ANALYSIS: New EPA Regulations Threaten at Least 852,100 Jobs and $162.4 Billion in Economic Activity
Manufacturers in the U.S. Are Leading the Way on Sustainability, Outpacing Global Competitors
Washington, D.C. – A new report conducted by Oxford Economics and commissioned by the National Association of Manufacturers warns that the Environmental Protection Agency’s proposed air quality regulations for particulate matter (PM2.5) are projected to threaten $162.4 billion to $197.4 billion of economic activity and put 852,100 to 973,900 current jobs at risk, both directly from manufacturing and indirectly from supply chain spending. In addition, growth in restricted areas may be constrained, limiting investment and expansion over the coming years. Due to these limited opportunities for expansion or investment, these areas in nonattainment could lose out on an additional $138.4 billion in output and 501,000 jobs through 2027.
Overall, the regulations could make it extraordinarily difficult to create new manufacturing jobs and protect existing manufacturing jobs in areas out of attainment. The regulations could also prevent much needed infrastructure improvements in these areas. This is because compliance with the regulations could require restricting manufacturing operations, resulting in fewer jobs, less investment and higher costs for consumers and families.
“Improving air quality in the U.S. is a top priority for manufacturers, and we’ve worked for years to make progress in delivering some of the cleanest manufacturing processes in the world,” said NAM President and CEO Jay Timmons. “This analysis makes clear these new regulations will weaken our ability to invest in the technology and processes that would continue to reduce emissions—while jeopardizing high-paying manufacturing jobs. We need to let manufacturers do what they do best: innovate and deploy modern technologies to protect the environment, while creating jobs and strengthening the economy.”
- The regulations create a total economic exposure of $87.4 billion for manufacturing economic activity, equal to 2.4% of the U.S. manufacturing sector’s gross value added.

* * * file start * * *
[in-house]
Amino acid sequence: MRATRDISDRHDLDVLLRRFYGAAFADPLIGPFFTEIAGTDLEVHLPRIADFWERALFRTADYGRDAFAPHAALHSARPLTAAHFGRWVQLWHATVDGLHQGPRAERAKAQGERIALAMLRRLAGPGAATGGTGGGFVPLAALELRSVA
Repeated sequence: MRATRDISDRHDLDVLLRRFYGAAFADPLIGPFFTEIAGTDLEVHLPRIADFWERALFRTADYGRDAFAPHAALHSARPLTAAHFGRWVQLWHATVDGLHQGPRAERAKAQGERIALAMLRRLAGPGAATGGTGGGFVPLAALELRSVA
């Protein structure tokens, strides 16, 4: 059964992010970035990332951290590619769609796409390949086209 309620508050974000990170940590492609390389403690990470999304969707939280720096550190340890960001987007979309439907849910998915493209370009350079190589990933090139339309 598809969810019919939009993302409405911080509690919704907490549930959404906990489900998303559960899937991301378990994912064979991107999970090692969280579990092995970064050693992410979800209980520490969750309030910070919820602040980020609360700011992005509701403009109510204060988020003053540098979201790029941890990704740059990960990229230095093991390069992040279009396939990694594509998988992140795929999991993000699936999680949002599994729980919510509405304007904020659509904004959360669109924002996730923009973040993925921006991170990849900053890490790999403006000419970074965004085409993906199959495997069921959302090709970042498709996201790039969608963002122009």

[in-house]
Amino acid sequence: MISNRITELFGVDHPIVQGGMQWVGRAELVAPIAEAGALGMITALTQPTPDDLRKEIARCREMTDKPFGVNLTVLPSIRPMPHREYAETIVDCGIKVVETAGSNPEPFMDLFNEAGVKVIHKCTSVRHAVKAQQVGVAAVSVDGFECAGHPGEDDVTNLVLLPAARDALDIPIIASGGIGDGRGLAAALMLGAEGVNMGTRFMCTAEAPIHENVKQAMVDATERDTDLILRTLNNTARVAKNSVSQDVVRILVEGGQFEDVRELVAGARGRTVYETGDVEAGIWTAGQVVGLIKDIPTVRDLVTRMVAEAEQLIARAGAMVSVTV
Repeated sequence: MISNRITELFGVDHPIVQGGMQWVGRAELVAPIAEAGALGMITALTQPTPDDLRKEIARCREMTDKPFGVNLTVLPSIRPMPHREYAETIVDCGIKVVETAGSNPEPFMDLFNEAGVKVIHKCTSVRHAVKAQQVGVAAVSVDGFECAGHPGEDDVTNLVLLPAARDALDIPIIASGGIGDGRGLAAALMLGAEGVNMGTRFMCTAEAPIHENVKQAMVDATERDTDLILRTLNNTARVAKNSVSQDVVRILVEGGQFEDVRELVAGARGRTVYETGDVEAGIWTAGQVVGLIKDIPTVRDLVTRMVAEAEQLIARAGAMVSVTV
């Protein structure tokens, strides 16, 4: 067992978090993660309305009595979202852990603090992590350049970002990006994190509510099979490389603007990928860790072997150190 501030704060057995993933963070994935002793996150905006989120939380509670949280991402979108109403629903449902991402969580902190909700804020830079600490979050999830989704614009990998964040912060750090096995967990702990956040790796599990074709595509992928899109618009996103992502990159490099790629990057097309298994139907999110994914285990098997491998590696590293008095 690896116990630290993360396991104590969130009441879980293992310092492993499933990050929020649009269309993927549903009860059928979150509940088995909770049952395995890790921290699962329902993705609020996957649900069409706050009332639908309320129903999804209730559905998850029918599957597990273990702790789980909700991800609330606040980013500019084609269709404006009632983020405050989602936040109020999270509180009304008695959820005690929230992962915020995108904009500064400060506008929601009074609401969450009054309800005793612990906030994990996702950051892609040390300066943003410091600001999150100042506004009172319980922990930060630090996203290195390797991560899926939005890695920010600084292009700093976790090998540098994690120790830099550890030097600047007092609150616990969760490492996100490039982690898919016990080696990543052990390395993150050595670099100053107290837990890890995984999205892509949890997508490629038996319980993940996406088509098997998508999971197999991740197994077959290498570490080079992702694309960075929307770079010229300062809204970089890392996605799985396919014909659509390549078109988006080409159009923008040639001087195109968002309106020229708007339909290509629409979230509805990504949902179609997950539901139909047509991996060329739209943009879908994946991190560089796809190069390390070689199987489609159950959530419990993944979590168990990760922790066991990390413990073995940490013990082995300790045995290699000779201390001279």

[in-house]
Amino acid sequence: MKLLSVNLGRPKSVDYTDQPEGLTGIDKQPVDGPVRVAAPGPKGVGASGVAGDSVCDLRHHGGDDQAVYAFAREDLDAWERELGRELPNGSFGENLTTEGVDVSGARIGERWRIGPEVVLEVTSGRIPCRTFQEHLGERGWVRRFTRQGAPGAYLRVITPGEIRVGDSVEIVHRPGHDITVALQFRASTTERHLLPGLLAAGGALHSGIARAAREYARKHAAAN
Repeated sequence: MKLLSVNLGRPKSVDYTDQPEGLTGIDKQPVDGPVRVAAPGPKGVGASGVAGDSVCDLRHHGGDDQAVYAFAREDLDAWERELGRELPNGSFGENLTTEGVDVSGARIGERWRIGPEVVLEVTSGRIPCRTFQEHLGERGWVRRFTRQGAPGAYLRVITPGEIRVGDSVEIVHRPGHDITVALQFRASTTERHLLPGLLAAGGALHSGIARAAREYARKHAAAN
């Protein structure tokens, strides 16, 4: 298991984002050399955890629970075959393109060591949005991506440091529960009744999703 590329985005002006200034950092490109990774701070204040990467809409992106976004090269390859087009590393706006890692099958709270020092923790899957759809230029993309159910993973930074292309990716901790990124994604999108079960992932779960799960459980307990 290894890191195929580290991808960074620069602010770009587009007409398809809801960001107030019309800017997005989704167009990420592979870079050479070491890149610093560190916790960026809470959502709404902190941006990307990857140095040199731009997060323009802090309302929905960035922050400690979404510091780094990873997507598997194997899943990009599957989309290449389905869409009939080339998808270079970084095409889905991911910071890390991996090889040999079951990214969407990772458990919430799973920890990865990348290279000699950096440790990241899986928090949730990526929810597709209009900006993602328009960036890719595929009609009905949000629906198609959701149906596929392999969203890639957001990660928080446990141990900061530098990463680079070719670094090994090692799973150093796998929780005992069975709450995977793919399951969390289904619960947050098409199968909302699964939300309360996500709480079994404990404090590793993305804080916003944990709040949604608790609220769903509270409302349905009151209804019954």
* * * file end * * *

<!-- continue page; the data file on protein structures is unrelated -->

- The number of manufacturing jobs associated with this exposed activity is 311,600, or 1.9% of all U.S. manufacturing employment.
- Manufacturing in the U.S. exposed to the proposed standard supports between $75 billion and $110 billion in GDP and between 540,500 and 662,300 jobs in the U.S. through supply chain spending.
- Due to limits on expansion and investment, the proposed rule would put at risk approximately $138.4 billion of gross value added (in 2021 prices) and 501,000 jobs in 2027 in areas of nonattainment.
- Under the proposed rule, 200 counties could be placed out of attainment.
- California’s manufacturing sector will be most exposed, followed by Michigan and Illinois.
- Manufacturing operations in the U.S. are environmentally cleaner than the global average.
Find the latest information on the NAM’s efforts to oppose top-down air regulations, including statements from manufacturing leaders, here.
The National Association of Manufacturers is the largest manufacturing association in the United States, representing small and large manufacturers in every industrial sector and in all 50 states. Manufacturing employs nearly 13 million men and women, contributes $2.90 trillion to the U.S. economy annually and accounts for 55% of private-sector research and development. The NAM is the powerful voice of the manufacturing community and the leading advocate for a policy agenda that helps manufacturers compete in the global economy and create jobs across the United States. For more information about the NAM or to follow us on Twitter and Facebook, please visit www.nam.org.